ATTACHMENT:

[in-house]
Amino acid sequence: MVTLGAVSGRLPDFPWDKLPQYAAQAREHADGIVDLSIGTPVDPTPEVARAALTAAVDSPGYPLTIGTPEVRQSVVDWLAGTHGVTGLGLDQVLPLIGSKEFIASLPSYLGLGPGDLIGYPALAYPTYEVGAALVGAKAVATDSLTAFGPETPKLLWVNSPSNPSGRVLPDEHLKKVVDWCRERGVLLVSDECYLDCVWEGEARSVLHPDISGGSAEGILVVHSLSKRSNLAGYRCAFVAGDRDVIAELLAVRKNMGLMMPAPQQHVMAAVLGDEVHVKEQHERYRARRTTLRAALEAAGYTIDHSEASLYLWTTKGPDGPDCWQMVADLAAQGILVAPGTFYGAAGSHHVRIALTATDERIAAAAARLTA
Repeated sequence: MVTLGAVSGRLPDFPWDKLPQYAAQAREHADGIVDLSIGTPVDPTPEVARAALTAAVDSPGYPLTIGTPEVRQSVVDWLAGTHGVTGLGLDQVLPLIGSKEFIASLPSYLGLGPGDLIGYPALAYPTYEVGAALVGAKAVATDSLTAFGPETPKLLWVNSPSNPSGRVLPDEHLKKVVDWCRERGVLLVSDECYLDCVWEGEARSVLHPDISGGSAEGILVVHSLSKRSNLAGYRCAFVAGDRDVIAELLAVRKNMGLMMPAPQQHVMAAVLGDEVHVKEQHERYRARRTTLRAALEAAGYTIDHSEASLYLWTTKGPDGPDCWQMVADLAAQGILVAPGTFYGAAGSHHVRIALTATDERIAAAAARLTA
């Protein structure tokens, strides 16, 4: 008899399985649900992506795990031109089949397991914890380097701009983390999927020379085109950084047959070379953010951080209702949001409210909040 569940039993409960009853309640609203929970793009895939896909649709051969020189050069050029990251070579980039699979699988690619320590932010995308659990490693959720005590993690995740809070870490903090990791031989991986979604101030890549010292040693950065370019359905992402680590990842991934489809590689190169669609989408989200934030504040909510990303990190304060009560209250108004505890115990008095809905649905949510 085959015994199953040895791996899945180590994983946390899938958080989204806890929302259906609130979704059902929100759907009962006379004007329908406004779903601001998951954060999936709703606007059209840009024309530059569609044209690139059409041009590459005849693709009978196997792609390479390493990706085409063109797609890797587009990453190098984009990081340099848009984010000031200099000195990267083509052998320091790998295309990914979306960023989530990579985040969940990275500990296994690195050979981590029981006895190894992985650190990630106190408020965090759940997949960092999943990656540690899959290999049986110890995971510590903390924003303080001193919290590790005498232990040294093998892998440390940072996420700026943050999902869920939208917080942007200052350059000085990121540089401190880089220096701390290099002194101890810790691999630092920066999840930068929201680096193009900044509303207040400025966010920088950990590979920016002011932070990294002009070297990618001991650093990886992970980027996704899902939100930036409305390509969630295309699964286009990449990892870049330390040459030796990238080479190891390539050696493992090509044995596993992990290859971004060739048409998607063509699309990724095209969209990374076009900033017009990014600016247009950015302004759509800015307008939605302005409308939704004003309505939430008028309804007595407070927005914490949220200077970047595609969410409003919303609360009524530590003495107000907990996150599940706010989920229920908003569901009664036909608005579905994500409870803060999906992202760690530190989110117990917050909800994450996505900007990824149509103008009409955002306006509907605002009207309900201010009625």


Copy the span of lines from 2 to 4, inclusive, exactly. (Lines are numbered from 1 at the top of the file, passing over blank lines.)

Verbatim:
Amino acid sequence: MVTLGAVSGRLPDFPWDKLPQYAAQAREHADGIVDLSIGTPVDPTPEVARAALTAAVDSPGYPLTIGTPEVRQSVVDWLAGTHGVTGLGLDQVLPLIGSKEFIASLPSYLGLGPGDLIGYPALAYPTYEVGAALVGAKAVATDSLTAFGPETPKLLWVNSPSNPSGRVLPDEHLKKVVDWCRERGVLLVSDECYLDCVWEGEARSVLHPDISGGSAEGILVVHSLSKRSNLAGYRCAFVAGDRDVIAELLAVRKNMGLMMPAPQQHVMAAVLGDEVHVKEQHERYRARRTTLRAALEAAGYTIDHSEASLYLWTTKGPDGPDCWQMVADLAAQGILVAPGTFYGAAGSHHVRIALTATDERIAAAAARLTA
Repeated sequence: MVTLGAVSGRLPDFPWDKLPQYAAQAREHADGIVDLSIGTPVDPTPEVARAALTAAVDSPGYPLTIGTPEVRQSVVDWLAGTHGVTGLGLDQVLPLIGSKEFIASLPSYLGLGPGDLIGYPALAYPTYEVGAALVGAKAVATDSLTAFGPETPKLLWVNSPSNPSGRVLPDEHLKKVVDWCRERGVLLVSDECYLDCVWEGEARSVLHPDISGGSAEGILVVHSLSKRSNLAGYRCAFVAGDRDVIAELLAVRKNMGLMMPAPQQHVMAAVLGDEVHVKEQHERYRARRTTLRAALEAAGYTIDHSEASLYLWTTKGPDGPDCWQMVADLAAQGILVAPGTFYGAAGSHHVRIALTATDERIAAAAARLTA
């Protein structure tokens, strides 16, 4: 008899399985649900992506795990031109089949397991914890380097701009983390999927020379085109950084047959070379953010951080209702949001409210909040 569940039993409960009853309640609203929970793009895939896909649709051969020189050069050029990251070579980039699979699988690619320590932010995308659990490693959720005590993690995740809070870490903090990791031989991986979604101030890549010292040693950065370019359905992402680590990842991934489809590689190169669609989408989200934030504040909510990303990190304060009560209250108004505890115990008095809905649905949510 085959015994199953040895791996899945180590994983946390899938958080989204806890929302259906609130979704059902929100759907009962006379004007329908406004779903601001998951954060999936709703606007059209840009024309530059569609044209690139059409041009590459005849693709009978196997792609390479390493990706085409063109797609890797587009990453190098984009990081340099848009984010000031200099000195990267083509052998320091790998295309990914979306960023989530990579985040969940990275500990296994690195050979981590029981006895190894992985650190990630106190408020965090759940997949960092999943990656540690899959290999049986110890995971510590903390924003303080001193919290590790005498232990040294093998892998440390940072996420700026943050999902869920939208917080942007200052350059000085990121540089401190880089220096701390290099002194101890810790691999630092920066999840930068929201680096193009900044509303207040400025966010920088950990590979920016002011932070990294002009070297990618001991650093990886992970980027996704899902939100930036409305390509969630295309699964286009990449990892870049330390040459030796990238080479190891390539050696493992090509044995596993992990290859971004060739048409998607063509699309990724095209969209990374076009900033017009990014600016247009950015302004759509800015307008939605302005409308939704004003309505939430008028309804007595407070927005914490949220200077970047595609969410409003919303609360009524530590003495107000907990996150599940706010989920229920908003569901009664036909608005579905994500409870803060999906992202760690530190989110117990917050909800994450996505900007990824149509103008009409955002306006509907605002009207309900201010009625």